Why I became an APC Assessor

Christopher Chewter
Back in September 2017, I received the news that I had been selected as an APC assessor, but why would I want to do that? It’s a question that assessors get asked a lot. Many give reasons like wanting to give something back to the RICS, or to keep their knowledge up-to-date. For me, it’s about being able to support and guide candidates.

When I sat my APC, it felt like I was making my way in the dark.  My supervisor was confident I was ready, so I undertook a whole variety of reading.  I lost myself in a sea of revision cards as I started to memorise facts about woodworm, wet rot and JCT contractual procedures.  I sat my APC and thankfully got through, but my lasting memory was how I wish I was better prepared.

It was August 2017 when I received an email from the RICS saying that they were recruiting new assessors, and was I still interested.  Well, yes I was!  I had recently transferred from a small practice to Faithful+Gould, and I was assisting with Faithful+Gould’s internal APC pre-qualification process.  However, I felt that to ensure that I was advising the APC candidates correctly, I had to become an assessor.

I was invited to attend a one-day lecture at the RICS headquarters in Coventry, where the theory was explained.  We were told how to read the candidates submission documents, and how to compare this against the pathway guides.  We were also taught how to select the interview questions based upon the candidate’s experience and how this is intended to check that the candidate had the relevant first-hand experience they claimed to have.

With the theory in mind, I was notified that the next APC sitting was due, and whether I was able to sit on a panel.  When sitting down to read through the candidates’ submissions, suddenly the enormity of what I had taken on hit me, as I spent evening after evening reading through the candidates’ documents and cross checking against the pathway guide.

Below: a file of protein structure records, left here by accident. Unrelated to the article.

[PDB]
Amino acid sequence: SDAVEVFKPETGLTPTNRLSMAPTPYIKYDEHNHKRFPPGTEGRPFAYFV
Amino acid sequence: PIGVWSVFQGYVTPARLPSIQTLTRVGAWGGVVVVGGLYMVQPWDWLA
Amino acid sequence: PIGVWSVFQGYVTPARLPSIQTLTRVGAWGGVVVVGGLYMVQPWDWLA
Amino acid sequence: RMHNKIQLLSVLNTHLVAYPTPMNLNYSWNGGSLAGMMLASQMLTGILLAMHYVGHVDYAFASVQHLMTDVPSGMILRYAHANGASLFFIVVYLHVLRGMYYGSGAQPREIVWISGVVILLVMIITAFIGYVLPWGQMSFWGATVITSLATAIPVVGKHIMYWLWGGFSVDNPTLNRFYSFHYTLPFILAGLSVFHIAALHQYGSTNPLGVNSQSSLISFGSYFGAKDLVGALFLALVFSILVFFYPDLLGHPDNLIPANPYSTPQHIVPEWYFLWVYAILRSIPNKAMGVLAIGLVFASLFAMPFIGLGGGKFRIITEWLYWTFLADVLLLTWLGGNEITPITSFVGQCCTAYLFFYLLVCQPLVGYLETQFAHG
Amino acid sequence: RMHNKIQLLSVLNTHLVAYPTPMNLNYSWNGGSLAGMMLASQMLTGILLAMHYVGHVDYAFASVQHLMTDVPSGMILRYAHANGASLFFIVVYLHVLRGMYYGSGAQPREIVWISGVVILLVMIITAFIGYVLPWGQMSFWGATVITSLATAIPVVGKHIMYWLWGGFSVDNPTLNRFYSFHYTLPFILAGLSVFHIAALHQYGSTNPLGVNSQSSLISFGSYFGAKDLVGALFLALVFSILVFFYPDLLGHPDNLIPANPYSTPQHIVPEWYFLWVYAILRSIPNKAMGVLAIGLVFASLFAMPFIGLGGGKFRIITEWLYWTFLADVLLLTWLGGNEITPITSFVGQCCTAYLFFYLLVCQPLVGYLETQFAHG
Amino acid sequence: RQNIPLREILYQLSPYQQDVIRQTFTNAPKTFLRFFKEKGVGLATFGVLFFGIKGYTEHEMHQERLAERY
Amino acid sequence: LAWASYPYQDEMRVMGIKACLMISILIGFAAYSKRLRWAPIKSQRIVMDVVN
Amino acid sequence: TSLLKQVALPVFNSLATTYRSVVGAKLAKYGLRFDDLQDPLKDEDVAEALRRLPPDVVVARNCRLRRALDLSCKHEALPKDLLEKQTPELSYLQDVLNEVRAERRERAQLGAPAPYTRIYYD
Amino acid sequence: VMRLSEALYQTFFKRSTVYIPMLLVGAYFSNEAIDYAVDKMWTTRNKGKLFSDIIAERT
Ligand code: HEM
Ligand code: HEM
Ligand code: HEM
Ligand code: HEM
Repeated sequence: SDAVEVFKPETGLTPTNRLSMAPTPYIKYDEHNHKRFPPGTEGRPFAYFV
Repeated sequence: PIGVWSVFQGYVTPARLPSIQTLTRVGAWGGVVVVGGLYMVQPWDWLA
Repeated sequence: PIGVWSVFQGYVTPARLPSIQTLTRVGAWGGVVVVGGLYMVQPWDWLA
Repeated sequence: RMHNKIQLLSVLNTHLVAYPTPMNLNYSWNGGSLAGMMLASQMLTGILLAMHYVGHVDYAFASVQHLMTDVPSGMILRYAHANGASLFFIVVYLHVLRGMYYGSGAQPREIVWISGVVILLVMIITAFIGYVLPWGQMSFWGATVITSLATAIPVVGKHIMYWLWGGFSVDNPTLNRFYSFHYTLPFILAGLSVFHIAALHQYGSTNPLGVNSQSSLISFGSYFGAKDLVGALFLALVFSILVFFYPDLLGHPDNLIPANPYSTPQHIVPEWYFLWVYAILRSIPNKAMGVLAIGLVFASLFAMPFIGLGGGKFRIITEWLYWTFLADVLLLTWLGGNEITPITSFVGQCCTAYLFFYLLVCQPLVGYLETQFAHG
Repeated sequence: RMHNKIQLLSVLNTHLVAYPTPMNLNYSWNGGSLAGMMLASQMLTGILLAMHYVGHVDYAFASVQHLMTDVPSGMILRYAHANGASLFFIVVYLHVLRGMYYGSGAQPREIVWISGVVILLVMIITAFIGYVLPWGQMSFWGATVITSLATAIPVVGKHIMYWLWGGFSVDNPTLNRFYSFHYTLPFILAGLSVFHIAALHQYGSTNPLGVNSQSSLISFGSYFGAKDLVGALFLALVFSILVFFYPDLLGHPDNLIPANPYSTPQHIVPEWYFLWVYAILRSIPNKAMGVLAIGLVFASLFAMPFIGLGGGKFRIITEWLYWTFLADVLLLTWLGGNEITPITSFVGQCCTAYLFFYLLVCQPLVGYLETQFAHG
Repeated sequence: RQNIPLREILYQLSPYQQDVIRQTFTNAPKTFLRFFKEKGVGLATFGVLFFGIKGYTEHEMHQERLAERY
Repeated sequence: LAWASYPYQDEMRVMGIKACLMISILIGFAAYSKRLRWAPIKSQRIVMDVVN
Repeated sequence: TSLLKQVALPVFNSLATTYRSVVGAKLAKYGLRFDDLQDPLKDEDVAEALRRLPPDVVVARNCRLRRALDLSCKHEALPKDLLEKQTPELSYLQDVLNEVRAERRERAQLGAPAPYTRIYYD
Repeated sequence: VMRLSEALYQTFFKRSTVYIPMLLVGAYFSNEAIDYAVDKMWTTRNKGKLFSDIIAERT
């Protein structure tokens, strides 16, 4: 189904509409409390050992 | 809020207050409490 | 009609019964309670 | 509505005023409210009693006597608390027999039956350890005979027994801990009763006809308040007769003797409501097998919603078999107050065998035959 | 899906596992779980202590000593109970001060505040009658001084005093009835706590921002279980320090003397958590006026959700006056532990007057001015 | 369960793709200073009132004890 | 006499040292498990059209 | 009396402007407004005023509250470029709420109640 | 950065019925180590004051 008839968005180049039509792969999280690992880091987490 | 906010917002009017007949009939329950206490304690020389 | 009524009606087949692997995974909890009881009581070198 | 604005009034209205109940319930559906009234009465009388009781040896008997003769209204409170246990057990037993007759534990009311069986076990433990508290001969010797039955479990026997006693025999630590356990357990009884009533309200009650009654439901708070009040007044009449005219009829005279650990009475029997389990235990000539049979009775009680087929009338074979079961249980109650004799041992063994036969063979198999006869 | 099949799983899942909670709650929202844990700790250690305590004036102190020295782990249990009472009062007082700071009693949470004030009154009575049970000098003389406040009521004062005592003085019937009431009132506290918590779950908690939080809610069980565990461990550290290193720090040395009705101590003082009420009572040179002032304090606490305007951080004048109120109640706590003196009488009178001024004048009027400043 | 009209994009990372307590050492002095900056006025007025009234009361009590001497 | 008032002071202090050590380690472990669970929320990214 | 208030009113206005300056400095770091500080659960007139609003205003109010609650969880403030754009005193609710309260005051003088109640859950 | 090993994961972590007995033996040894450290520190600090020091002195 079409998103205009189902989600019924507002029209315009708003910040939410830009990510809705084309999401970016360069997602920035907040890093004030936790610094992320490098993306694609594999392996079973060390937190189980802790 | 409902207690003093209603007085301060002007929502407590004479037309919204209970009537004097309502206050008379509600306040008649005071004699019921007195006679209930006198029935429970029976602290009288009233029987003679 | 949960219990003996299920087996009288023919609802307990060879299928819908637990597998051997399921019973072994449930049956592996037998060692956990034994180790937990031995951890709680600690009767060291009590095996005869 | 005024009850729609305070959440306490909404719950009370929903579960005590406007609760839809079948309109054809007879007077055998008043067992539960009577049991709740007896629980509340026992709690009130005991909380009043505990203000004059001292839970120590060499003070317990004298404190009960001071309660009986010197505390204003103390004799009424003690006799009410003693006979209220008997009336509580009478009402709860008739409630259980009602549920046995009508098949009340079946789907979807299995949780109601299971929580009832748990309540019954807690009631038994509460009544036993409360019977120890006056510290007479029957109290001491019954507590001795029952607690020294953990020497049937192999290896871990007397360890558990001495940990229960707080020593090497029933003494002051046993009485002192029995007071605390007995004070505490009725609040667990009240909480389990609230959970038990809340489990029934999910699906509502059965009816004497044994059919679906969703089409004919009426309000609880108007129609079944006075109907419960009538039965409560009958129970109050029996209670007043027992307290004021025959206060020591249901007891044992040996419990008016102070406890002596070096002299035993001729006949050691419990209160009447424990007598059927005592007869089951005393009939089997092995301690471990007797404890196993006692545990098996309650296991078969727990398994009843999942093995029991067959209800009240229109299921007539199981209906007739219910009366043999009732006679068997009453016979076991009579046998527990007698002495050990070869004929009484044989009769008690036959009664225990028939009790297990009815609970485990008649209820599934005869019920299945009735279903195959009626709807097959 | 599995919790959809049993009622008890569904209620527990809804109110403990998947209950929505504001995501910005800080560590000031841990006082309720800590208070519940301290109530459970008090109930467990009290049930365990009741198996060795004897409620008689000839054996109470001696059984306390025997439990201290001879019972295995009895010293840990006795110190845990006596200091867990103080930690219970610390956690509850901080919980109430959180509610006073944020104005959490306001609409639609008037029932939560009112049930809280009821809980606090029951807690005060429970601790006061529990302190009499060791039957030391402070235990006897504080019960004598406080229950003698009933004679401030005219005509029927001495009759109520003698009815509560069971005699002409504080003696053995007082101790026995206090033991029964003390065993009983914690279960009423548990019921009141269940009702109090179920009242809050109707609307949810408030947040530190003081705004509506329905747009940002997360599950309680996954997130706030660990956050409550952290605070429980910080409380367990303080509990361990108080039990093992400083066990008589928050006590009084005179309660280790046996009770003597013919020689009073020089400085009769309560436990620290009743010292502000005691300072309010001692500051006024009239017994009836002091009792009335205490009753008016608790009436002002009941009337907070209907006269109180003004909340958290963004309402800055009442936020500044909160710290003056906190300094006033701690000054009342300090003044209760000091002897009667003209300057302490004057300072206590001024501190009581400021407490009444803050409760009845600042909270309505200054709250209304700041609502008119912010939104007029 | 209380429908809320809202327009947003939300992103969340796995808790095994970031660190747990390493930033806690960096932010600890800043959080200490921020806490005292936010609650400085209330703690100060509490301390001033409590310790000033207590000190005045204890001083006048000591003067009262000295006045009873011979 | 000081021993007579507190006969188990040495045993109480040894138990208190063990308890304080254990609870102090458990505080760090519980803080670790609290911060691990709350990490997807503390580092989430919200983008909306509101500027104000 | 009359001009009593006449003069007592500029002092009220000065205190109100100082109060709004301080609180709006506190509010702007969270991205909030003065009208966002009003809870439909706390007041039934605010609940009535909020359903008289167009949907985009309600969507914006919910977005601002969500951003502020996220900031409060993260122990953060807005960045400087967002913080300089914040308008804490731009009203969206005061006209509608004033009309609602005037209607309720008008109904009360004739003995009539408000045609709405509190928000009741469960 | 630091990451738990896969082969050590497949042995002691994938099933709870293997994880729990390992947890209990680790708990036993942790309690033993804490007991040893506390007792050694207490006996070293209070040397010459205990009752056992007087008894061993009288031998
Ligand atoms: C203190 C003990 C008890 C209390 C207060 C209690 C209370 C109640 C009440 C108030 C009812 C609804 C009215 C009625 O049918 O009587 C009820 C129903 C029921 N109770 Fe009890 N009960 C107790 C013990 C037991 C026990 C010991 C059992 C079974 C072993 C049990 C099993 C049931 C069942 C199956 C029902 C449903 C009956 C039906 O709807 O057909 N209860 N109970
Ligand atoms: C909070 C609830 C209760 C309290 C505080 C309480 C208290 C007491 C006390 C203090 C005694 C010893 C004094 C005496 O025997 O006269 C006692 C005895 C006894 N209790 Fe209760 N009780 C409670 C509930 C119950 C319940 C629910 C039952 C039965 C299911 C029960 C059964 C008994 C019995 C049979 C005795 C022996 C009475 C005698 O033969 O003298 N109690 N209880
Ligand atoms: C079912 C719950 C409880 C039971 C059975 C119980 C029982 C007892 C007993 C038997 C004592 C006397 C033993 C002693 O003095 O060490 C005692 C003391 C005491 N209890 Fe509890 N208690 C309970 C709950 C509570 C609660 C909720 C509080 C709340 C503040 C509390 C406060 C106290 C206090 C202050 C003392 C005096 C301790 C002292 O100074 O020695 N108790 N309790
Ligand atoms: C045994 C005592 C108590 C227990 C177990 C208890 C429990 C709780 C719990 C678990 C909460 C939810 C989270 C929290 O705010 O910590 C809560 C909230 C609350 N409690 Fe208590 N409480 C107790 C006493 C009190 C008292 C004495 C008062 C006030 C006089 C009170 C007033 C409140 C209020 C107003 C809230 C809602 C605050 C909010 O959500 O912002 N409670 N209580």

The day came for my first set of assessments.  I met with my colleagues beforehand and we discussed how the sessions would run and checked the questions we wanted to ask to prevent any cross over.

Each interview is an hour long.  That sounds terrifying, but it’s basically a presentation, a question session about the presentation, followed by questions about items in the candidates’ submission document. 

So why do I do it?  Well, now that I understand how to review and assess the written submission, I am able to help guide candidates how to write their submission correctly.  Preparation for the interview is also important.  Sometimes candidates are put forward either with insufficient experience, or they simply haven’t prepared!  I can now ensure that the candidates I mentor, have a better variety of experience and are able to sit the interview with confidence.  My first-hand experience also ensures that mock interviews are run correctly, so that when the candidate sits their assessment, they do not encounter that same feeling I had.

So what advice would I give a candidate?

  • Firstly, read the pathway guide. That’s the benchmark that the assessors will use, so make sure you not only demonstrate that you have achieved your competency level in your submission, but that you can also talk about it.  If you have any gaps, speak to your supervisor to gain experience in a certain area.
  • Secondly, revise. Ensure you know what guidance documents you’d use, because one day, your client will ask you why you are advising them in a certain way, and if you can explain that they need to do something to comply with a certain British Standard, or its best practice with the BRE, that’s great.  The assessors want to hear that too!
  • Thirdly, undertake mocks interviews and presentations. Get plenty of mock experience, ideally with other people, not just your supervisor and counsellor.  The more mocks presentations and interviews you do, the better it should feel on the day.
  • Fourthly, it’s your APC. Don’t expect someone to lead you through the process.  You need to want those letters after your name.  If you want it, you’ll put the work in to get it!

 

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